We often take it for granted, but airplanes are truly one of the most impressive advancements in engineering history. From the Wright Brothers’ first plane made primarily of spruce wood to Airbus’s massive double-deck A380, airplanes have changed quite a bit — especially when you compare the simple design of the Wright Flyer to the double-deck, wide-body, four-engine design of the A380, a plane so massive that it took 1,500 companies from 30 countries to manufacture it’s 4 million individual parts. And yet, despite the obvious difference between the Wright Flyer and the A380, some things haven’t really changed: the basic shape of an airplane. Whether you’re flying in a massive Airbus A380, a regular Boeing 737, or an antique WWII fighter plane, there’s the same basic five sections: the fuselage, wings, engines, cockpit, and landing gear.

  • The fuselage is the main body of the plane that connects almost all of the other sections into a balanced symmetrical unit. This is where the passengers sit, and the cargo is held.
  • The wings protrude from both sides of the fuselage. They work with the stabilizers and integral flight-control surfaces like the flaps, ailerons, rudder, slats, and spoilers to form and change the airfoil such that the pilot can fly the airplane.
  • The engines are mounted either to the wings or to the rear sides of the fuselage. They propel airplanes to gather speed to take off, gain altitude, and maintain altitude and velocity while cruising.
  • At the front is the cockpit, where the pilots sit and fly the airplane. Modern cockpits include many different flight instruments that provide navigational, operational, safety, and communications information to the crew in real time.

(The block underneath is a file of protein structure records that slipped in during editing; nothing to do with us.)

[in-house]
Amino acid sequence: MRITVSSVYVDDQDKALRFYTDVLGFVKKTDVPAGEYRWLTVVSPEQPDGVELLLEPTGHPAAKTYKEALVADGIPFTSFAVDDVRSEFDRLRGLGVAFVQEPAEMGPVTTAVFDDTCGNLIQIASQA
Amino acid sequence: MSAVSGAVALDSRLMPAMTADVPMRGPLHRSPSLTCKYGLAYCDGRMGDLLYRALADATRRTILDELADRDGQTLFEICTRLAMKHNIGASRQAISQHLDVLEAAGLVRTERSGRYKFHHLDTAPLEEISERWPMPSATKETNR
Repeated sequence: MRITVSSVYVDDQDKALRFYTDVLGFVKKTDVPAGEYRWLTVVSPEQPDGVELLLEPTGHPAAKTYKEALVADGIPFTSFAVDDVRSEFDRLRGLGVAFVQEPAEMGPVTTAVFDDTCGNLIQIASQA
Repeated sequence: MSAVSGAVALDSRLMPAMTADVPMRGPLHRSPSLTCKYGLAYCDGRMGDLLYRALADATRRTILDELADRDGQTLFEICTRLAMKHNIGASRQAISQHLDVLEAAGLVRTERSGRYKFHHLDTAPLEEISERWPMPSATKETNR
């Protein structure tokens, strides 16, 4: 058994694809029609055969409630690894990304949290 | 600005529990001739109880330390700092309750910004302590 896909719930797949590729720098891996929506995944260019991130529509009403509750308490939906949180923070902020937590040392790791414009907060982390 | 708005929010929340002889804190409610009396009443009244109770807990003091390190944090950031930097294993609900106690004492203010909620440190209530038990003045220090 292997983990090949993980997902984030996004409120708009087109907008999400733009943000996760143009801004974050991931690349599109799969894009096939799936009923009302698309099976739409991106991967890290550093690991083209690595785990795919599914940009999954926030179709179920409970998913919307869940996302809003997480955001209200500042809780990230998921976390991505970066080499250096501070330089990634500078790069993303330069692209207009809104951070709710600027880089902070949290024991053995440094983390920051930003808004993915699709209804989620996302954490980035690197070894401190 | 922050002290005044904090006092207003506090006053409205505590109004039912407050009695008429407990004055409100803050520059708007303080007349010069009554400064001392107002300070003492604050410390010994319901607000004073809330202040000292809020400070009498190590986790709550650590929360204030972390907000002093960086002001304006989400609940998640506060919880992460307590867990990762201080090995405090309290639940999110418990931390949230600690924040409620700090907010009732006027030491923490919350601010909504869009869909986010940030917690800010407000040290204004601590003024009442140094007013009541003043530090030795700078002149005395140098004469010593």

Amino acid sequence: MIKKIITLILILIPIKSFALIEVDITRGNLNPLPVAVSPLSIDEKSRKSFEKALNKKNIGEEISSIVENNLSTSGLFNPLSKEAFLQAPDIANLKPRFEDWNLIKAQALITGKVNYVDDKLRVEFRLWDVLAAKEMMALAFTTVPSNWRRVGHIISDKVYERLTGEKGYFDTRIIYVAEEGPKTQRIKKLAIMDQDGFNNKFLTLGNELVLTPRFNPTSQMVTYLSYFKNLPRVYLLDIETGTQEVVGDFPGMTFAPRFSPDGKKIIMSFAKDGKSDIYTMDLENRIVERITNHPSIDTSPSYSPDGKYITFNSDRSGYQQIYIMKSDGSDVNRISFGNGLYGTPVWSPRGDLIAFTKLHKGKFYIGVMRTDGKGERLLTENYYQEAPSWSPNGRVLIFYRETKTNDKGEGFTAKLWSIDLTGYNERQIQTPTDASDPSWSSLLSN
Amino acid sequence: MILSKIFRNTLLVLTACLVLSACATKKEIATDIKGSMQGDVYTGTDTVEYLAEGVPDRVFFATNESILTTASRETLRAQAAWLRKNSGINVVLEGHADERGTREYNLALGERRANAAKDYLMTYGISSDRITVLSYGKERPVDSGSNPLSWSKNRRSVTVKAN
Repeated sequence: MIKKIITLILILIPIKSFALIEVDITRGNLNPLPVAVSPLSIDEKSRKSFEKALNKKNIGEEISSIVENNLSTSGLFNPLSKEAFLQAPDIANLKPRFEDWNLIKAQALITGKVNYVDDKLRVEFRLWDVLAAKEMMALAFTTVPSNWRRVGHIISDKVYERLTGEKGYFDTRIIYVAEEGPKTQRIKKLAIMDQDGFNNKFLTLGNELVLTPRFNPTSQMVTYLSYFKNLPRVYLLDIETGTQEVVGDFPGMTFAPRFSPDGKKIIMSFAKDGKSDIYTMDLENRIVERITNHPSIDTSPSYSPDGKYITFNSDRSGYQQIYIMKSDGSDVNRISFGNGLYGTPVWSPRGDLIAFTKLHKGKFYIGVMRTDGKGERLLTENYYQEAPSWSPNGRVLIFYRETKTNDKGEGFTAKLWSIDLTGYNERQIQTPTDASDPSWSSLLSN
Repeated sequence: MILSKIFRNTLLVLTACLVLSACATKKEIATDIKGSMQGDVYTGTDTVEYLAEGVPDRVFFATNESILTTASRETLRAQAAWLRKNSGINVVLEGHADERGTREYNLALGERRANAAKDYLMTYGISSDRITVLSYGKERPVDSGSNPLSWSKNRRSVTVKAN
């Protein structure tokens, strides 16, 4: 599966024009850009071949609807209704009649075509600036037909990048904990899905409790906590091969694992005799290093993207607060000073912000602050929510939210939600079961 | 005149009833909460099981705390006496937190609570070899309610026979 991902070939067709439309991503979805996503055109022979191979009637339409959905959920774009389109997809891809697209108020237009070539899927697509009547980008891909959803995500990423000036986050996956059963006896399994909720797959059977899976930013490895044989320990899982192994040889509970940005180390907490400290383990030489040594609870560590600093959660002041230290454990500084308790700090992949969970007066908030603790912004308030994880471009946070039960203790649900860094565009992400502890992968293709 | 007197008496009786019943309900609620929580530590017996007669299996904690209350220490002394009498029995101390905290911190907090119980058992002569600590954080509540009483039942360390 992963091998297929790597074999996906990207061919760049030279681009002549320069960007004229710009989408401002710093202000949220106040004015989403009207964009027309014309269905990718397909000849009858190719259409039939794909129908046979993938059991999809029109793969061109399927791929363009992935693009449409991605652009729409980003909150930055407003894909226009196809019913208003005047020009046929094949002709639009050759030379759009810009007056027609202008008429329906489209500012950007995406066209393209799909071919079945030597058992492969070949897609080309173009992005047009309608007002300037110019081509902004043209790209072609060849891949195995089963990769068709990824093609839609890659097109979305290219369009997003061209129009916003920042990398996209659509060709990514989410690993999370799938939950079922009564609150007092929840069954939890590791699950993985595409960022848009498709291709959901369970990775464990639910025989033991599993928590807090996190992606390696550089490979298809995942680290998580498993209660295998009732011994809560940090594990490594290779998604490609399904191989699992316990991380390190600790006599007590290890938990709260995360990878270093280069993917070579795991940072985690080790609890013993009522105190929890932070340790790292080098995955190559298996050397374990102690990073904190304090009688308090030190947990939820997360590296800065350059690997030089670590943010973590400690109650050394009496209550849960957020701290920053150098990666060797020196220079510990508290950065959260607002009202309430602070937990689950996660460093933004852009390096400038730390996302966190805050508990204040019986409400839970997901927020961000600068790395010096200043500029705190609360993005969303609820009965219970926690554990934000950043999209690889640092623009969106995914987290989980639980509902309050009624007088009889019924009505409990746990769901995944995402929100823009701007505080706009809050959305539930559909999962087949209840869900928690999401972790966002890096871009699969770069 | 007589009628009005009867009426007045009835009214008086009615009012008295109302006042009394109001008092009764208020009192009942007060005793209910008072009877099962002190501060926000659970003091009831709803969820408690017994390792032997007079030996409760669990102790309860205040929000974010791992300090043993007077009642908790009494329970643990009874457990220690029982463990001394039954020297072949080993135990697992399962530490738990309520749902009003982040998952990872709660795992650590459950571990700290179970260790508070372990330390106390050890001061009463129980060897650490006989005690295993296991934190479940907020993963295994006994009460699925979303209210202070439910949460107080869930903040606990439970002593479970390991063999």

• And at the bottom of the fuselage, is the retractable landing gear. The landing gear has a front gear strut with two side-by-side wheels and two to four bogeys with two to six wheels each; each wheel has hydraulic disc brakes.

ASAP Components, owned and operated by ASAP Semiconductor, is a premier distributor of aircraft parts, NSNs, and board level components. We offer high-quality parts with the shortest lead times and the fastest shipping times in the industry. If you’re interested in a quote or more information about aircraft parts, visit us at, or call us at +1-919-348-4040.

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aircraft windows parts

Flying and being thousands of feet in the air can be a thrilling experience. Well, maybe. For a lot of people, the excitement wears out really quick. Especially if you’re on an airplane with no broadband service. At that point, what do you do? Generally, you either sleep or try to look out the window. But, usually, the view isn’t great, and it’s obstructed because instead of square like your car, it’s round. Have you ever wondered why?